June 2013
Volume 54, Issue 15
Free
ARVO Annual Meeting Abstract  |   June 2013
Distribution, morphology, and dynamic behavior of macrophages in the adult mouse choroid
Author Affiliations & Notes
  • Anil Kumar
    Unit on Neuron-Glia Interactions in Retinal Disease, National Eye Institute, National Institute of Health, Bethesda, MD
  • Lian Zhao
    Unit on Neuron-Glia Interactions in Retinal Disease, National Eye Institute, National Institute of Health, Bethesda, MD
  • Minhua Wang
    Unit on Neuron-Glia Interactions in Retinal Disease, National Eye Institute, National Institute of Health, Bethesda, MD
  • Robert Fariss
    NEI Biological Imaging Core, National Eye Institute,National Institute of Health, Bethesda, MD
  • Wai Wong
    Unit on Neuron-Glia Interactions in Retinal Disease, National Eye Institute, National Institute of Health, Bethesda, MD
  • Footnotes
    Commercial Relationships Anil Kumar, None; Lian Zhao, None; Minhua Wang, None; Robert Fariss, None; Wai Wong, None
  • Footnotes
    Support None
Investigative Ophthalmology & Visual Science June 2013, Vol.54, 3050. doi:
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      Anil Kumar, Lian Zhao, Minhua Wang, Robert Fariss, Wai Wong; Distribution, morphology, and dynamic behavior of macrophages in the adult mouse choroid. Invest. Ophthalmol. Vis. Sci. 2013;54(15):3050.

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      © ARVO (1962-2015); The Authors (2016-present)

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Abstract

Purpose: Choroidal macrophages are resident ocular immune cells capable of influencing the inflammatory environment of the outer retina and play a role in AMD pathogenesis. However, choroidal macrophages have not been characterized in detail in terms of their anatomy, distribution, behavior, and possible endogenous functions.

Methods: Albino, transgenic CX3CR1GFP/+ mice in which choroidal macrophages are labelled with green fluorescent protein (GFP) were used to study macrophage morphology, distribution, and vascular relationships. Live-imaging of GFP+ cells in sclerochoroidal explants was performed to examine the dynamic behavior of choroidal macrophages. The structure of the choroidal vasculature was simultanously visualized by the intravascular perfusion of DiI.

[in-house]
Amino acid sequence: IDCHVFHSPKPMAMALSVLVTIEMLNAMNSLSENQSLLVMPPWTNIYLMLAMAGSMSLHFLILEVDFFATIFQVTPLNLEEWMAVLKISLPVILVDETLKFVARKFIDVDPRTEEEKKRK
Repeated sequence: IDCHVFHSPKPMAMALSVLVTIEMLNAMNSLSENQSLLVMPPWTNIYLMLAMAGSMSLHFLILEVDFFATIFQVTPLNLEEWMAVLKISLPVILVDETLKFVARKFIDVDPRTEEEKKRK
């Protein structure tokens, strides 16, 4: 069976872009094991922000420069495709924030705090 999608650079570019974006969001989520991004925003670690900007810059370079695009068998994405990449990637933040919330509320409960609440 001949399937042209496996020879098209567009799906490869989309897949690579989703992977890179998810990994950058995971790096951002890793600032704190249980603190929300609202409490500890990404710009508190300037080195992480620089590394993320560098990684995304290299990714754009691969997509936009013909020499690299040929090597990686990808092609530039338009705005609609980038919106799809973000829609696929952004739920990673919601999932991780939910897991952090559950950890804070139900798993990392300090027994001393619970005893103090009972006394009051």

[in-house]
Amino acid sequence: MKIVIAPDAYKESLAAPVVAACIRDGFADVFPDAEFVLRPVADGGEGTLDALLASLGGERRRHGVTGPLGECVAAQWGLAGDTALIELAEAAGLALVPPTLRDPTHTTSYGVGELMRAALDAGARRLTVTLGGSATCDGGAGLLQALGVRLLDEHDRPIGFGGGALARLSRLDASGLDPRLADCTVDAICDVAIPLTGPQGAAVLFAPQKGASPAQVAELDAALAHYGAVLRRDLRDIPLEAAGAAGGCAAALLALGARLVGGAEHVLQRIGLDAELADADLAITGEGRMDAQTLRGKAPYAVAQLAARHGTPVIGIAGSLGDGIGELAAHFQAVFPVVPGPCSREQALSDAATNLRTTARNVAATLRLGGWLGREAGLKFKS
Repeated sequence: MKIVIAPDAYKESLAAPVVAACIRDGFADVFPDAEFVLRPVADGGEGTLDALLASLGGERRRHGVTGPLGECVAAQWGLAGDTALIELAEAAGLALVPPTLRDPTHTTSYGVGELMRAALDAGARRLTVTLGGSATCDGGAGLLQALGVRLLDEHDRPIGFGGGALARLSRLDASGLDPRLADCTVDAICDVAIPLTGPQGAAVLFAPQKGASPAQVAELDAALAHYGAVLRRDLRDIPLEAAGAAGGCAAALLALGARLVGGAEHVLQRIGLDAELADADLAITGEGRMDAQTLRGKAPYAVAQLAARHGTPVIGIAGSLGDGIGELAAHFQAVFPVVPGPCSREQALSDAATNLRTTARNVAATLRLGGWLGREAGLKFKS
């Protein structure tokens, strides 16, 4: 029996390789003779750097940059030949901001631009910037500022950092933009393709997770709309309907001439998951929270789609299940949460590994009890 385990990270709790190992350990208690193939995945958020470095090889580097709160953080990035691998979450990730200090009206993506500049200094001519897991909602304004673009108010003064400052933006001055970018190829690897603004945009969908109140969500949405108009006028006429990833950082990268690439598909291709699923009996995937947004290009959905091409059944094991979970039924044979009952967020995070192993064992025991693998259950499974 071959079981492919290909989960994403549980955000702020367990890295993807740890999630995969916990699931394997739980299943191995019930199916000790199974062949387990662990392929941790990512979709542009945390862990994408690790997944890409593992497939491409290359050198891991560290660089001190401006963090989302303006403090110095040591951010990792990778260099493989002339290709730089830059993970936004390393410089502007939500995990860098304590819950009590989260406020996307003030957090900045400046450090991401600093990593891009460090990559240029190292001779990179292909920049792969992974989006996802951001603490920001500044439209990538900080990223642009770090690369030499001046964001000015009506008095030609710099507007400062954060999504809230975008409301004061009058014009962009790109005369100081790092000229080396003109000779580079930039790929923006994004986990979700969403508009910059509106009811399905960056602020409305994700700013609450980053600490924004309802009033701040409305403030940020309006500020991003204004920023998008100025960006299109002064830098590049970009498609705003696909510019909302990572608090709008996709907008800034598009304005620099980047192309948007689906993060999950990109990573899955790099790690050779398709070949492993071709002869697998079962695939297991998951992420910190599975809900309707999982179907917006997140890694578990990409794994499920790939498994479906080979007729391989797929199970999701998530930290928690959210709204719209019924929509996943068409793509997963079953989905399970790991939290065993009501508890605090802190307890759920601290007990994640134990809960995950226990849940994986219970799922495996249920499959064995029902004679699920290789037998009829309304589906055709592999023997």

Results: GFP+ macrophages are present throughout the choroid but vary in their morphology, distribution, and vascular associations at each level of the choroidal vascular tree. Perivascular macrophages associated with large choroidal arteries and primary arterioles have elongated, spindle-shaped morphologies aligned with the long axes of vessels, with secondary dendritic processes projecting into the perivascular space. Macrophages associated with smaller terminal arterioles demonstrate a more symmetric, ramified morphology and are mainly positioned within interstitial spaces between vessels and at vessel branch points. Macrophages associated with the choriocapillaris are located only on the scleral, but not the vitreal, choriocapillaris surface and show a flattened morphology with symmetrically ramified processes. Live imaging experiments reveal that choroidal macrophages demonstrate dynamic surveying in their processes but exhibit limited cellular migration. In addition to this predominant population of ramified macrophages which are CD11b+, Iba1+, CD68+, a smaller subpopulation of GFP+ cells with rounded morphologies and a CD11blow/-, Iba1 low/-, CD68 low/- immunophenotype was also observed.

Conclusions: Choroidal macrophages demonstrate morphological diversity and varied associations with the choroidal vasculature at each level. Their dynamic process behavior and close vascular associations suggest that they may play functional roles in vasoregulation and vascular surveillance in the choroid.

Keywords: 419 anatomy • 452 choroid • 447 cell-cell communication  
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